2.2. Research Setting

The study was conducted at all Public Schools offering Senior High schools in the District of Nagtipunan, Division of Quirino.

The study participants included six (6) Senior High School Science full-time teachers with three years of employment in the school during the school year 2019-2020. As stated in the introduction, science teachers were facing difficulties in teaching science subjects because of different backgrounds. Therefore, the scope of this study was only limited to the science teachers.

2.3. Sampling

Purposive sampling was used to identify the primary participants. They were selected based on judgment and the purpose of the research. Participants who have had experiences relating to the phenomenon were chosen.

2.4. Data Collection

This study used creative self-expressive storytelling activities through an in-depth, face-to-face semi-structured interview, written essay, and focus group discussion with participants.

An overarching question and some open-ended, probing interview questions were asked to encourage the conversation partners to describe their experiences. A self-made questionnaire was provided, and a written essay was queried from the conversation partners. The questionnaire was created using the data gathered and double-checked by the researchers’ mentors. The instrument’s dependability coefficient was evaluated and measured at.860, indicating that the instrument has acceptable internal consistency. The validity of the research instrument was established by submitting the constructed research instrument to specialists for feedback, who gave it a 4.24 weighted mean with a verbal interpretation of “very good.” Following distribution, the completed questionnaires were collected and the data was tallied for analysis. During the interview, two audio recorders were used to record the conversation.

The first part involved questions about the demographic profile of the participants in terms of gender, civil status, highest educational attainment, the field of specialization a.) major and b.) minor, and subjects taught a.) specialized and b.) non-specialized. The second part pertained to the questions that revealed the participants’ lived experiences in teaching subjects outside specialization. Six (6) questions were asked, which encompass six (6) different components: learning & challenging experiences, factors of teaching outside discipline, challenges & difficulties faced in education outside specialization, teaching strategies & coping mechanisms, teacher’s desirable attributes, and implications of teaching subject outside the domain.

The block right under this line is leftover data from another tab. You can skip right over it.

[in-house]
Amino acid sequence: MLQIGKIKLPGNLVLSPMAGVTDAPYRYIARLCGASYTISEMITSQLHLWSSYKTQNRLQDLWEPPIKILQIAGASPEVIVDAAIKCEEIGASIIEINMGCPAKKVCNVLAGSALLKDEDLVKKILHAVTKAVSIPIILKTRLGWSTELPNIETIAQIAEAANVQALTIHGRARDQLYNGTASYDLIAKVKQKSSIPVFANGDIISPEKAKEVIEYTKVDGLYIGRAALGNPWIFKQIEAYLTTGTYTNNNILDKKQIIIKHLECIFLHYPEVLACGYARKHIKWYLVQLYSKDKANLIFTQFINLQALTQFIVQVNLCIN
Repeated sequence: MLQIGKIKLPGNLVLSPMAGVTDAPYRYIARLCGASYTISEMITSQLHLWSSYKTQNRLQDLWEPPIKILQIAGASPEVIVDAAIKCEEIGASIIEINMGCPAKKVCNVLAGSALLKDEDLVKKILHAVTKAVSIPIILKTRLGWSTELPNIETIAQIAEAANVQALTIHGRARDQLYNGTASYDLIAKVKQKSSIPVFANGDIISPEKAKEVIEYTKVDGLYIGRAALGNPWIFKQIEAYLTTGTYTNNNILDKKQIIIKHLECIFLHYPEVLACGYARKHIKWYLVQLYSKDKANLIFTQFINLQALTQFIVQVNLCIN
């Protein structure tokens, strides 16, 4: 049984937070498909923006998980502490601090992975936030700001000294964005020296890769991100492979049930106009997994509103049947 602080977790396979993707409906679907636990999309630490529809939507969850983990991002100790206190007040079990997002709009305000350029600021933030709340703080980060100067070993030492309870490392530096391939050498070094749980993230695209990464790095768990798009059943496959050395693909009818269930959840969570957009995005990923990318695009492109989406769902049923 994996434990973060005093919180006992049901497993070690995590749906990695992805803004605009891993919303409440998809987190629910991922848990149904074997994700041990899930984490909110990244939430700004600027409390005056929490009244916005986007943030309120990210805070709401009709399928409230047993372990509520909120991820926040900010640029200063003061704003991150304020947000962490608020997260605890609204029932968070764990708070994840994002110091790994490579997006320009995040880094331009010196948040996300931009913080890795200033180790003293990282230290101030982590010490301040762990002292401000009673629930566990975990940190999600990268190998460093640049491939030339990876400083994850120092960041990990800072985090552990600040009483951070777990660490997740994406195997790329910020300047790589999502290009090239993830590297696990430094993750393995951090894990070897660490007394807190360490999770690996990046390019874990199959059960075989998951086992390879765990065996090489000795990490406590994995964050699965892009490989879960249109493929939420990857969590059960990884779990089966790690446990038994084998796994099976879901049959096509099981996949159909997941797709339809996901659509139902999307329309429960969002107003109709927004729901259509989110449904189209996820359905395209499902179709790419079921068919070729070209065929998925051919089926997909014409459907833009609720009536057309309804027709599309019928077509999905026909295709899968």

During the interviews, FGDs were conducted. A focus group discussion (FGD) is a useful technique to bring people together who have comparable backgrounds or experiences to talk about a certain issue. It was used in finding depth meaning from the responses.

Before the actual conduct of the survey questionnaire, a pilot study involving a sample of 3 Senior High School teachers teaching subjects outside specialization in the Junior High School of Nagtipunan National High School was conducted to validate the content of the questionnaire in terms of relevance, accuracy, and wording. The results were analyzed using the guidelines for the analysis of interview data. The appropriate changes based on the lessons learned from the pilot testing and the suggested changes concerning the instrument were made to the final copy of the questionnaire.

2.5. Data Analysis

To facilitate an in-depth, objective description and analysis of the lived experiences of the Senior High School Science teachers teaching subjects outside specialization, this study was guided by the guidelines for the analysis of interviews. Using such guidelines that explain the procedures in analyzing the interview data concretely, the researchers went through the following rigorous steps in analyzing and synthesizing the transcripts:

1. Transcription process wherein the researchers have repeatedly listened to the audio recording of each interview to become familiar with the words of the interviewee/informant to develop/create a holistic sense, the “gestalt.”

2. They were delineating units of general meaning. The researchers carefully determined whether the statements of the conversation partners answered and illuminated the research question. Words that appear to address the phenomenon were studied and noted as a unit of relevant meaning, while irrelevant statements were discarded. Other redundant teams were eliminated.

3. Clustering units of meaning to form themes that are significant topics or units of significance. After which, the researchers thoroughly examined the groups of units of relevant meaning to determine the central issue conveyed by the essence of the clusters.